16 Surprising Aspects Of Caring For A Newborn Baby

16 Surprising Aspects Of Caring For A Newborn Baby


There were times I couldn’t soothe my own baby, and that feels absolutely terrible.

When Ellie was five weeks old, we moved in with my family for a month to get out of the city and have some extra helping hands. Around this same time, things got really, really hard. For about three weeks, Ellie was very hard to settle. Everything I read online said newborn fussiness peaks around this time, but fussy didn’t quite seem to describe the situation. Hysterical or inconsolable would have been more appropriate, especially during the consistent witching hours of 5:00–7:00 p.m. Around week seven, I called the pediatrician to ask if Ellie might have colic, only to be told that she was just being a newborn baby. Classic first-time mom over here!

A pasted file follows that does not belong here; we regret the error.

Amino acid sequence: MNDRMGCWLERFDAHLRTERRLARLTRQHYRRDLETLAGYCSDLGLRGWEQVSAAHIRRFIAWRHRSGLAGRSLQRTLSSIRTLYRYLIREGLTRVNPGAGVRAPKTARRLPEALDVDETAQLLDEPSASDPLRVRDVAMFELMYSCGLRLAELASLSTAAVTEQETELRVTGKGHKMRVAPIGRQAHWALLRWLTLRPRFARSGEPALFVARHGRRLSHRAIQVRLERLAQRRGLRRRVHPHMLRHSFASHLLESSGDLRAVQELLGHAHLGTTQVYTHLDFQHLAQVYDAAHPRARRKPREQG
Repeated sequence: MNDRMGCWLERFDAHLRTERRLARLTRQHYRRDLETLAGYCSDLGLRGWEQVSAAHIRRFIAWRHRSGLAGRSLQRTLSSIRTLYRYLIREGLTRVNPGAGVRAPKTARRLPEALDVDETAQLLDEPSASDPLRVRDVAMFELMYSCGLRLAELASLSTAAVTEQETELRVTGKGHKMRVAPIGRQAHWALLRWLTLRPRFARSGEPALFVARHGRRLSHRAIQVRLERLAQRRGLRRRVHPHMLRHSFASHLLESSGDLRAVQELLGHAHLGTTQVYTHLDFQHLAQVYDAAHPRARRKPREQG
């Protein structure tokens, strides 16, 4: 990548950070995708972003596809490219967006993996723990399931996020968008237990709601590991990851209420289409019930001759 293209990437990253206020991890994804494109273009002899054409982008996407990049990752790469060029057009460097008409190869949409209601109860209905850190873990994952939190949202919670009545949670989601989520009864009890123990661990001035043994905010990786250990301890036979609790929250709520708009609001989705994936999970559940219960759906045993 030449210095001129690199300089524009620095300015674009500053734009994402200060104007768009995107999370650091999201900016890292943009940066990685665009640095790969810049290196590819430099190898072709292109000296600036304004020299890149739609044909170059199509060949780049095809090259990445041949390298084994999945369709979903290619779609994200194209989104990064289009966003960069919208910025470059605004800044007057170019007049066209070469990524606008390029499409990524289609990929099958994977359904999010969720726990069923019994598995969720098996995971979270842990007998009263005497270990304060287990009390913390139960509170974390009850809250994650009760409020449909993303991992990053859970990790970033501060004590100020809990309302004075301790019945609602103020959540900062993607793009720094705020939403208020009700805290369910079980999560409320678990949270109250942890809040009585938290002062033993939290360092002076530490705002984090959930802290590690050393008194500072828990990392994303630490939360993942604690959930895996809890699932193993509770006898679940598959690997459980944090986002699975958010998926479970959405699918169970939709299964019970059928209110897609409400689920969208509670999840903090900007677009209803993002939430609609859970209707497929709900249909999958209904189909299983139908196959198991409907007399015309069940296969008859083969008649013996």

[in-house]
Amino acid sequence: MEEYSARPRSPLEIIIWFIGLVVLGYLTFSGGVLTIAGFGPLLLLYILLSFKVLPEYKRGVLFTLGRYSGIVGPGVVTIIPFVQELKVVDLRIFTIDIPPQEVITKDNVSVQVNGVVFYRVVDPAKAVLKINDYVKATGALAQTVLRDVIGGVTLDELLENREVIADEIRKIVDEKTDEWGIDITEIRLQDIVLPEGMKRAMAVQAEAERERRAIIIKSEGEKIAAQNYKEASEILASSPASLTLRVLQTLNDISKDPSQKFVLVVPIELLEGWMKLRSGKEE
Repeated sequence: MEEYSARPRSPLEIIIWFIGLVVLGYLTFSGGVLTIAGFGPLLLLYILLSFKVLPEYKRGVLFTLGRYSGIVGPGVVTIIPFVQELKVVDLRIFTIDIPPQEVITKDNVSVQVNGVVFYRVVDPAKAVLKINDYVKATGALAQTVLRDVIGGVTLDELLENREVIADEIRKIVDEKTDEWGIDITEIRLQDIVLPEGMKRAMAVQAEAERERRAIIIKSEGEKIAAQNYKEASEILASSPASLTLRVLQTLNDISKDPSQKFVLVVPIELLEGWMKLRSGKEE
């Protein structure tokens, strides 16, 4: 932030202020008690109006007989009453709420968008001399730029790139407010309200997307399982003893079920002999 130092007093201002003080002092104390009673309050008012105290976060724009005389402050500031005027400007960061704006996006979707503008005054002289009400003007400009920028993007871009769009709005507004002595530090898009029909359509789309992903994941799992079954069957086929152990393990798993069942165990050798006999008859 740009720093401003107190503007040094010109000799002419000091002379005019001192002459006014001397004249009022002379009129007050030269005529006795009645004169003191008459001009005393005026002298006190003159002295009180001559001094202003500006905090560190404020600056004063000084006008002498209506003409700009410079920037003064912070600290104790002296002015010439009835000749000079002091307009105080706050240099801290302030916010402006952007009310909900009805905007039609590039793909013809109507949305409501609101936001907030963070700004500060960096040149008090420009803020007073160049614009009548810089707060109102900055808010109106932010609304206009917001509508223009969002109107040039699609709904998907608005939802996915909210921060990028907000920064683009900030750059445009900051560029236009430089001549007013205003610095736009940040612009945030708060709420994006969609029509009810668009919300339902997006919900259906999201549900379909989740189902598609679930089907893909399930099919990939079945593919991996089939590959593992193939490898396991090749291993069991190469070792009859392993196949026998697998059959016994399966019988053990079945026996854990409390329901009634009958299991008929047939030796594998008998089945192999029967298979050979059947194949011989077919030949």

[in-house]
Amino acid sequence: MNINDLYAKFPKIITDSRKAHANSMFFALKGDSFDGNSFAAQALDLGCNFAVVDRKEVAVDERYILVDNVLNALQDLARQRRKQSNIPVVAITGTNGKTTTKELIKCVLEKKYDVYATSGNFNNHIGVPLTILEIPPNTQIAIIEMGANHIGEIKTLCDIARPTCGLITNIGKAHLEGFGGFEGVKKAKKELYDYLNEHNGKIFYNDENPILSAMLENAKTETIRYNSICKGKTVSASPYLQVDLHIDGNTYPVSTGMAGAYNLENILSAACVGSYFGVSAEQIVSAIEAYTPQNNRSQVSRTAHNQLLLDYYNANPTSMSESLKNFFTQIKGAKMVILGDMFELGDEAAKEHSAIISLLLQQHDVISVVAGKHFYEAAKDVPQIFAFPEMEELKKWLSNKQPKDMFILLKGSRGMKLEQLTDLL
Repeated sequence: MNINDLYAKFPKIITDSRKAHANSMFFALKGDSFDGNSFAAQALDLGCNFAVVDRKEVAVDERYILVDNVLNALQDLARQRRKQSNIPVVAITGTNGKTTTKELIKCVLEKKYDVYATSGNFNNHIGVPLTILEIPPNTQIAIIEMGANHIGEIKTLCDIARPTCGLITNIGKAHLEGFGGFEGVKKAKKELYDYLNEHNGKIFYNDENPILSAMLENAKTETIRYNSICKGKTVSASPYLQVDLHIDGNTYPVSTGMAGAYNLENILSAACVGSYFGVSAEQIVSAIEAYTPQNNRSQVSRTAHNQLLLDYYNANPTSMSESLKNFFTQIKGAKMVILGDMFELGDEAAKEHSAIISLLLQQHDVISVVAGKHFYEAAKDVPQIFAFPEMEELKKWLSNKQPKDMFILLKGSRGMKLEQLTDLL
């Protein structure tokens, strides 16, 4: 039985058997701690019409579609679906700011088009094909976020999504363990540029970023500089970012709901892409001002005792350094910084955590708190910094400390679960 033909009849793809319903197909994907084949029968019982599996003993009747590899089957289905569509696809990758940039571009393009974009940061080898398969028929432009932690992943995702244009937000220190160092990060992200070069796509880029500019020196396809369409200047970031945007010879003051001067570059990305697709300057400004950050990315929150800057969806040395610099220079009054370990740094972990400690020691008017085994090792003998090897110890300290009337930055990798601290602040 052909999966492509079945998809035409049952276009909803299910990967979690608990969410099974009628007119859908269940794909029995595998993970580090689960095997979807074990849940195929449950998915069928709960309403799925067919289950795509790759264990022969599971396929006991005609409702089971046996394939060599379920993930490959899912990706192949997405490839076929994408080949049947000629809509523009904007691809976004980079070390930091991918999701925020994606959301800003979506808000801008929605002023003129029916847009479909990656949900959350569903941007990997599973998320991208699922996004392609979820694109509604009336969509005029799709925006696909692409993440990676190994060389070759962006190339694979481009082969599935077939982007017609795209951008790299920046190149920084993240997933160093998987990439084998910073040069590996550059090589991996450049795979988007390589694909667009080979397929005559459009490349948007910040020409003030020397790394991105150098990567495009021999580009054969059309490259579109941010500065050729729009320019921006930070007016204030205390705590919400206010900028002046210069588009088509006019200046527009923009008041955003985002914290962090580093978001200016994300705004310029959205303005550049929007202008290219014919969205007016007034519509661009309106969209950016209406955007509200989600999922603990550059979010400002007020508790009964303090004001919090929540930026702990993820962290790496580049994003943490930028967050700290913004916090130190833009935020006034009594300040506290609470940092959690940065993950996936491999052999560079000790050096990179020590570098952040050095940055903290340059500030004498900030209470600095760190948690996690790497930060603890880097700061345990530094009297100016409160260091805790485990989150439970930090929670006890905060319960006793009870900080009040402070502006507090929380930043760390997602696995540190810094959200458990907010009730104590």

I needed to remind myself over and over again that babies cry…a lot. It’s their only way of expressing themselves. Whether they want to tell you they’re tired or hungry or hot or cold or have a belly ache, crying is their only method of communicating.

And here’s the thing: There is nothing that sucks more than not being able to soothe your own baby. And on top of that, every minute your baby is crying feels exponentially longer. I remember my husband and I once timed one of her pre-bedtime fits. I would have sworn she was crying for 2.5 hours straight, but according to the clock, it was only 15 minutes. The rules of time don’t apply when you’re trying to calm a crying newborn, especially when nothing you’re doing is working. These were certainly some of the hardest moments of motherhood.

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